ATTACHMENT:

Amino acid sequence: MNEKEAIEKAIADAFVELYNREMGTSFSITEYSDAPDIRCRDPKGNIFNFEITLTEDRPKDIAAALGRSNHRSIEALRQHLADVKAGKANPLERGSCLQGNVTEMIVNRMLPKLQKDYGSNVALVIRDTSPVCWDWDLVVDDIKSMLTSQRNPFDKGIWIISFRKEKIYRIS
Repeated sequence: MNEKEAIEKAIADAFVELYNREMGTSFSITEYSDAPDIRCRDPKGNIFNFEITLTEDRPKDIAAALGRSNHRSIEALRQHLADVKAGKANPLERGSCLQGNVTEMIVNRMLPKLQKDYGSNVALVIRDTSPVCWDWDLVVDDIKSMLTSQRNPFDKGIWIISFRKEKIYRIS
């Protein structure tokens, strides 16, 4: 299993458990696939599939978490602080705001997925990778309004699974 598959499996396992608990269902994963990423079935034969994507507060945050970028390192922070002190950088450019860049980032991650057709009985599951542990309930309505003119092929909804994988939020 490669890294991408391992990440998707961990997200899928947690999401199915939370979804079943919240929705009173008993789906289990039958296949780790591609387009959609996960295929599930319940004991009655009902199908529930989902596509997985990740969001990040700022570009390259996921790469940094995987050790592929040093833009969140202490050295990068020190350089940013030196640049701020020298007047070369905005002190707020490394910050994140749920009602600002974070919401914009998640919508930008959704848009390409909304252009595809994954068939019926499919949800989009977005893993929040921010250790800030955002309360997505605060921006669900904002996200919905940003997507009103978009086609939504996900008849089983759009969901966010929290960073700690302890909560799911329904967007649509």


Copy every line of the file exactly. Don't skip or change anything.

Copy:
Amino acid sequence: MNEKEAIEKAIADAFVELYNREMGTSFSITEYSDAPDIRCRDPKGNIFNFEITLTEDRPKDIAAALGRSNHRSIEALRQHLADVKAGKANPLERGSCLQGNVTEMIVNRMLPKLQKDYGSNVALVIRDTSPVCWDWDLVVDDIKSMLTSQRNPFDKGIWIISFRKEKIYRIS
Repeated sequence: MNEKEAIEKAIADAFVELYNREMGTSFSITEYSDAPDIRCRDPKGNIFNFEITLTEDRPKDIAAALGRSNHRSIEALRQHLADVKAGKANPLERGSCLQGNVTEMIVNRMLPKLQKDYGSNVALVIRDTSPVCWDWDLVVDDIKSMLTSQRNPFDKGIWIISFRKEKIYRIS
């Protein structure tokens, strides 16, 4: 299993458990696939599939978490602080705001997925990778309004699974 598959499996396992608990269902994963990423079935034969994507507060945050970028390192922070002190950088450019860049980032991650057709009985599951542990309930309505003119092929909804994988939020 490669890294991408391992990440998707961990997200899928947690999401199915939370979804079943919240929705009173008993789906289990039958296949780790591609387009959609996960295929599930319940004991009655009902199908529930989902596509997985990740969001990040700022570009390259996921790469940094995987050790592929040093833009969140202490050295990068020190350089940013030196640049701020020298007047070369905005002190707020490394910050994140749920009602600002974070919401914009998640919508930008959704848009390409909304252009595809994954068939019926499919949800989009977005893993929040921010250790800030955002309360997505605060921006669900904002996200919905940003997507009103978009086609939504996900008849089983759009969901966010929290960073700690302890909560799911329904967007649509």